Author(s): Danny Barbara; Graydon Brownie
Costume defines the superhero, disguising and distinguishing him or her from the civilian alter ego. The often garish garb expresses a hero's otherness and empowers its wearers to seek a primal form of justice. This book provides the first interdisciplinary analysis of the superhero costume and investigates wide-ranging issues such as identity, otherness, ritual dress and disguise. Analysis focuses on the implications of wearing superhero costume, exploring interpretations of the costumed hero and the extent to which the costume defines his or her role. Using examples across various media (comic books, film, and television) with case studies including The X-Men, Watchmen, real-life superheroes such as Phoenix Jones and Pussy Riot, and audience activities such as cosplay, The Superhero Costume presents new perspectives on the increasingly popular genre. A lively and thorough account of superhero fashions throughout history, The Superhero Costume will be essential reading for students of visual culture, popular culture, fashion and cultural studies.
The first scholarly study of the superhero costume phenomenon in fiction and real-life, its communities, participants and multiple meanings.
Barbara Brownie is a Senior Lecturer in Visual Communication at the University of Hertfordshire, UK, where she leads online postgraduate study in graphic design and illustration, and lectures in fashion theory. Danny Graydon is a journalist, critic and author specializing in film and comics. He is a Contextual Studies Lecturer at The School of Creative Arts at the University of Hertfordshire, UK, teaching model special effects and interactive media.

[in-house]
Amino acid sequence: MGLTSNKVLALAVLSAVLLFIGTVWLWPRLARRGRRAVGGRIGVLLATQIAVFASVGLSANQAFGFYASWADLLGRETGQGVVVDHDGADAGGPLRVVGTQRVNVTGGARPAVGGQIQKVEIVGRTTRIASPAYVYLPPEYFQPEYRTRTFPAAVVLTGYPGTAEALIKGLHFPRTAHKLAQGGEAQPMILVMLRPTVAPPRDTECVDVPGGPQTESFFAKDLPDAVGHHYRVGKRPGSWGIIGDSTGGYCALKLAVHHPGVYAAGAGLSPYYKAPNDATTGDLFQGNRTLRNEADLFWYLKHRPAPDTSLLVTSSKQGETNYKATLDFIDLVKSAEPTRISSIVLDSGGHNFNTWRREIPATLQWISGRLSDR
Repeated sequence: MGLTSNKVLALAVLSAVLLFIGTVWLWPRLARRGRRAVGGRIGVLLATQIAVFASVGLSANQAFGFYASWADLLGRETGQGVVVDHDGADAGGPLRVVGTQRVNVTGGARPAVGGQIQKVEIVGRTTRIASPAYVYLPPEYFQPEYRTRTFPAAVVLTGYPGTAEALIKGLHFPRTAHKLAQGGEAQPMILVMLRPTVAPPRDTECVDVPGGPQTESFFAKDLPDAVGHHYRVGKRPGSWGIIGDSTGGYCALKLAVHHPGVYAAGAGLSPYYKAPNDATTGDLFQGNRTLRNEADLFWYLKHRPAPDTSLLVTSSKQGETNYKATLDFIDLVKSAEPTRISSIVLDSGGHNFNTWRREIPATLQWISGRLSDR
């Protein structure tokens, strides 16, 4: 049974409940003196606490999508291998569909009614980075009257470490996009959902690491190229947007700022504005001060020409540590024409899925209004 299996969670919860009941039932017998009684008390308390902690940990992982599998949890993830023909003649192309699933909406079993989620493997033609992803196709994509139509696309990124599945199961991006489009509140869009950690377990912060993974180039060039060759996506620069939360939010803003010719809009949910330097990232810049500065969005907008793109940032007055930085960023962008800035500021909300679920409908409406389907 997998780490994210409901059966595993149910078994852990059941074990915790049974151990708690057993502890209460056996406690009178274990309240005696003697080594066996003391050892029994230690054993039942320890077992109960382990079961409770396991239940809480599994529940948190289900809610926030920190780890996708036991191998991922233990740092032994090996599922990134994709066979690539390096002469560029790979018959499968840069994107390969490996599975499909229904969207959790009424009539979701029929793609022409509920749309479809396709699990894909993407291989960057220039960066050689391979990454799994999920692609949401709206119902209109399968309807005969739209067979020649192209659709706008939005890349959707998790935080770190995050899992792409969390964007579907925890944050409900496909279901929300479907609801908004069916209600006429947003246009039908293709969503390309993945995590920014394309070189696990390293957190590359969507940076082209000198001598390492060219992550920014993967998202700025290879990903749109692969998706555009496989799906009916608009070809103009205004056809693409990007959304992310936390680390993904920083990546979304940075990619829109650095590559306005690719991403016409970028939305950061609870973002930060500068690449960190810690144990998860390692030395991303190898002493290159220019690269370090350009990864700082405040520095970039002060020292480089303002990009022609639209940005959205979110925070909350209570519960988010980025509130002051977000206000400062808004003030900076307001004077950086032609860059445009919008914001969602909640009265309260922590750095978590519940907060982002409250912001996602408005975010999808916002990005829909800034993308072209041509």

List of Illustrations Introduction Part 1: Origins and Evolution Chapter 1: Superman: Codifying the Superhero Wardrobe Physical Labour and the Construction of Masculinity Performance in Combat The Costume as Biography Superman the Brand The Archetype and his Imitators Chapter 2: Identity, Role and The Mask The Mask and Issues of Identity The Identity of the Mask Power, Authority and the Privileged Few Face-ism How Dress Defines Role The Deceit of the Masquerade Chapter 3: Evolution and Adaptation: Form v. Function 'Sucked Into Silliness' Real-life References: The historical and the sporting. Technology and Utility The Pursuit of Credibility: Hyperrealism and assemblage The Decline of the Costume Part 2: Identities and Ideals Chapter 4: Wearing The Flag: Patriotism and globalization Stars and Stripes... and Spandex Conflicted Identities: Nation v. Race Exoticism and Primitivism in Batman Incorporated Chapter 5: Dressing Up, Dressing Down: A Spectacle of Otherness, and the Ordinariness of the Civilian Alter-ego Performing Ordinariness Playing to the Reader Unmasking Clark Kent Self-Objectification Method in the Masquerade Chapter 6: Channelling The Beast Physiognomy and Anthrozoomorphism The Bird Men Ritual and the Animal Spirit Part 3: Harsh Realities Chapter 7: Superheroes and the Fashion of Being Unfashionable Fashion Outsiders The Gender Divide The Cycle of Superhero Fashion Evolution into Eternity Chapter 8: Superhero Cosplay Participatory Fandom / Imaginative Reconstruction 'I'm your biggest fan': Competition and Authenticity Spectatorship and the Cosplay Spectacle Sewing and Making: Masculinity and Manufacture Chapter 9: Real-life Superheroes Masked Vigilantes and The Reality of Costumes Masks and Manifestos Parent Power Part 4: Case Studies Introduction to Case Studies Chapter 10: Watchmen Deconstructing the Costume Men without Humanity Masks without Men Chapter 11: Iron Man Who is Iron Man? Automated Dressing The Hyper-abled Hero Chapter 12: X-Men Uniforms and Unity The Yellow 'X': Marking the Mutant 'Other' Notes Bibliography